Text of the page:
In his discussion of the doctrine of revelation, Feinberg is critical of models of revelation that introduce the appropriation of revelation into the concept itself. This point seems to be particularly important in a context when certain evangelical writers have followed Barth by, in effect, equating revelation with reconciliation. In Feinberg’s idiom, “[t]hough humans repeatedly sin in the face of the truth, God has never turned off the light” (p. 53). However, Feinberg insists, a commitment to the objectivity of revelation must be balanced by an avoidance of “an overly static view” by which theologians may “lock God out of the world” (p. 41). Feinberg’s balance at this point goes some way towards addressing the concern of those who insist that Scripture’s ontology must be understood in terms of the ongoing acts of God.

Some of Feinberg’s exegetical conclusions are striking: in respect to Romans 1, for example, he thinks that Paul might not mean that natural revelation leads to monotheism (p. 70). This is actually a fine example of Feinberg’s exegetical (and theological) restraint, in evidence throughout. He repeatedly insists that we may not press a text or a doctrine to say or do more than is warranted, even if (perhaps especially if) the result would suit our own purposes.

The book is attractively presented, although the footnotes are in very small type, and at times the distinction between levels of headings is not clear, which can make following the argument more difficult. There are some curious claims made in the book. Feinberg writes that “[m]any of Jesus’s contemporaries saw the risen Christ and still refused to believe” (p. 81) but this claim is not substantiated. His inclusion of “incandescent” as an example of a negative term like “inerrancy” (p. 236) is baffling.

This book would be a hefty-but-helpful introduction to the doctrine of Scripture for evangelical students. It may not convince many who do not agree with its conclusions, especially on inerrancy, but the cumulative force of its arguments certainly demands attention, and Feinberg sweeps away many a straw man to lay down a cogent and precise case for would-be opponents. Feinberg has not interacted with some of the best recent Reformed evangelical scholarship on the doctrine of Scripture (John Frame and Meredith Kline are conspicuous by their absence and their work would surely have helped Feinberg to make his case on authority and canon, respectively). Nor does Feinberg offer any discussion of the work of John Webster, without doubt one of the most significant and provocative contributions on the doctrine of Scripture in this century from a professing evangelical (with Barthian leanings). No doubt Feinberg would part company from Webster at many points, but the lack of any discussion of Webster’s Trinitarian paradigm and actualistic ontology of Scripture is regrettable, and may mean Feinberg will fail to gain a hearing among one constituency he might just be able to convince.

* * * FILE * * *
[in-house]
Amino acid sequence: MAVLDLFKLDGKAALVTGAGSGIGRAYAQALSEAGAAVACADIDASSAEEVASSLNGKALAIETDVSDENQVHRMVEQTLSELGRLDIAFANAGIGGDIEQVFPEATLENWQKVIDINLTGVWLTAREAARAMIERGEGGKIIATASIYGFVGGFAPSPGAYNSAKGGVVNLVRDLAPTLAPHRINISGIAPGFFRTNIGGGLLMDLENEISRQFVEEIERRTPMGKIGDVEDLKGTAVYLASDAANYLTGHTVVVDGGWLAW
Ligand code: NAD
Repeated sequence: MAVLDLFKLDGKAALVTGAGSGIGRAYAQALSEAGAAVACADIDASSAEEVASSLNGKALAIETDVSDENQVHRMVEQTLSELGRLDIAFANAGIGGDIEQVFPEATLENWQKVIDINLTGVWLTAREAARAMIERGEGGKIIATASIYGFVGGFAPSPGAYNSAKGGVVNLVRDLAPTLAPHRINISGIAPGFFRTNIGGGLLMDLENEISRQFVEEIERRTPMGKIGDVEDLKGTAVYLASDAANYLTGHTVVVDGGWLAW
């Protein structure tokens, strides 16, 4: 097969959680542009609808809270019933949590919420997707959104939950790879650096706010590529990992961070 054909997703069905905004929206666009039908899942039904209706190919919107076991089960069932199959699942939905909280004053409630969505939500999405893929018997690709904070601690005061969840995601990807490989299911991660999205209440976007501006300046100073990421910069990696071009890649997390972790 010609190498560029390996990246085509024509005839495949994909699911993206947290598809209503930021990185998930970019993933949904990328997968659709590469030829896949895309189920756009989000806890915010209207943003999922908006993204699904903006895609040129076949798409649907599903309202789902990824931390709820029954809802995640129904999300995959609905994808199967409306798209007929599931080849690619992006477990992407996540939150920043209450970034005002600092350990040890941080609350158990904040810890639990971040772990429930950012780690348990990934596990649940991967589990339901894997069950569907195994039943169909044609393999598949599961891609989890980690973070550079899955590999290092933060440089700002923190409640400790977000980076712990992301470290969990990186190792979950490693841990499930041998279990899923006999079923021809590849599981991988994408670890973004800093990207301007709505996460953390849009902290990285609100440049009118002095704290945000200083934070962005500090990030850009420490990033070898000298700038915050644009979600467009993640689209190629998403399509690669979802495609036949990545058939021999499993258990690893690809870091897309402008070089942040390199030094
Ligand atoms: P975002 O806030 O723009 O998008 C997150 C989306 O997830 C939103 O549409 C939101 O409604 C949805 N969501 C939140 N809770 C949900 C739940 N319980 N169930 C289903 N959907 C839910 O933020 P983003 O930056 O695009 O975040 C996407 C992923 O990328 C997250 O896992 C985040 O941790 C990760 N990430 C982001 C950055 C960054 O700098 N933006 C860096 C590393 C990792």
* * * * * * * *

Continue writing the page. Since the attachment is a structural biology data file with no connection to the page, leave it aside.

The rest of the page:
At times Light in a Dark Place feels a little dated (for example, the assertion that Pete Enns continues to hold to inerrancy, when a visit to Enns’s personal website confirms that he has denied inerrancy for some time) but this feeling (it is no more than that) may merely reflect the fast-changing landscape in respect of the doctrine of Scripture today in “broader” evangelicalism and beyond. On the flipside of this, Feinberg’s “elder statesman” status lends his work the gravitas of one who has “seen it all” when weighing his more recent conversation-partners.

Feinberg writes as one who loves Scripture, and who believes his convictions about it matter. At times, he is excited (six consecutive exclamations on p. 660!) and this book is full of pastoral counsel and application, clearly derived as much from the author’s own experiences (detailed in the conclusion) as from his dogmatics. Light in a Dark Place will likely become a standard evangelical textbook on a doctrine (and above all, on a Book) which has defined its author’s life story.

Richard F. Brash

University of Edinburgh


Wrap Up